The legendary Tetris turns 30today – a historic milestone in video game history. It’s stacked up many accolades during this time: Best Game Ever awards, the bestselling video game in history, global iconic status, and even research into its potential cognitive benefits.

What many people will remember best, however, is an addictive little game which achieved genius through simplicity. The perpetual stream of falling blocks can terrify, frustrate, and exhilarate in equal measure. As a video game it’s pretty much perfect.

Its 30th birthday isn’t going unnoticed – there’s an international celebration marking the event. The game’s creator, Alexey Pajitnov, has encouraged fan participation; there will be global Tetris parties (wherever you are in the world you can check Tetris.com for a local meet up point), and Pajitnov’s The Tetris Company has prizes and awards up for grabs.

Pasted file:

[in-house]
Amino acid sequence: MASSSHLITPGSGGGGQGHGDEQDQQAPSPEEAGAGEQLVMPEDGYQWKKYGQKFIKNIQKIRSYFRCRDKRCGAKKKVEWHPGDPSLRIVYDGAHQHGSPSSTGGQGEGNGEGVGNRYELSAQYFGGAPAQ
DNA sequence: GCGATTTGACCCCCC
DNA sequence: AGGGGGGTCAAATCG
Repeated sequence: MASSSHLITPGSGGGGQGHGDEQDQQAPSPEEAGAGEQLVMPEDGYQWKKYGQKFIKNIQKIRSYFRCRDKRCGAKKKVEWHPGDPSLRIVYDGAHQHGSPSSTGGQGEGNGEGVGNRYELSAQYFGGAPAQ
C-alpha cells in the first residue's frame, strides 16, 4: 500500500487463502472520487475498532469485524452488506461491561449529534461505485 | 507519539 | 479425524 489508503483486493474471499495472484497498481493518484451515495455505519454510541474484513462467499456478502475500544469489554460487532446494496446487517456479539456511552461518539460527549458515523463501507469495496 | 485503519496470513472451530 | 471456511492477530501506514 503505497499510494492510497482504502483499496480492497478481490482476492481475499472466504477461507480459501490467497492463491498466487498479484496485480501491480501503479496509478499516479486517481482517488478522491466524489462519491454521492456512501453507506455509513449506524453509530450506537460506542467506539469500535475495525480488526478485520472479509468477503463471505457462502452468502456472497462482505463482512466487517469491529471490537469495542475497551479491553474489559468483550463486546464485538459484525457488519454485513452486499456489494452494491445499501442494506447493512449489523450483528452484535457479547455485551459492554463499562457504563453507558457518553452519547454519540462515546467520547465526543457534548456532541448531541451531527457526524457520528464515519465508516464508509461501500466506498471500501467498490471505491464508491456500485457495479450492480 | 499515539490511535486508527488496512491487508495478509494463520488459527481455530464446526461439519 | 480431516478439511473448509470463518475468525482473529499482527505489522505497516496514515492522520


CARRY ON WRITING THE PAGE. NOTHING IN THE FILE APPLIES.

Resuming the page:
It’s a special day for a very special game, and we honor the occasion with a look at three inspirational decades.

Tetris Over The Decades

tetris_blocksAlexey Pajitnov designed the original on an Electronika 60 (a computer made in the Soviet Union). It was primitive stuff from the pioneering days of video games, with its Atari 2600 styled graphics and single screen of play. A version was made for the IBM PC, leading to a rapid spread across Moscow as its popularity soared.

An immediate phenomenon, it had made its way to Europe and America circa 1986/’87. International businesses took interest, and it was soon available on the Commodore 64 courtesy of Andromeda. Mass commercial appeal beckoned, but in the rush copyright issues became confused and unlicensed versions were made (leading to the fraught history we detailed last week).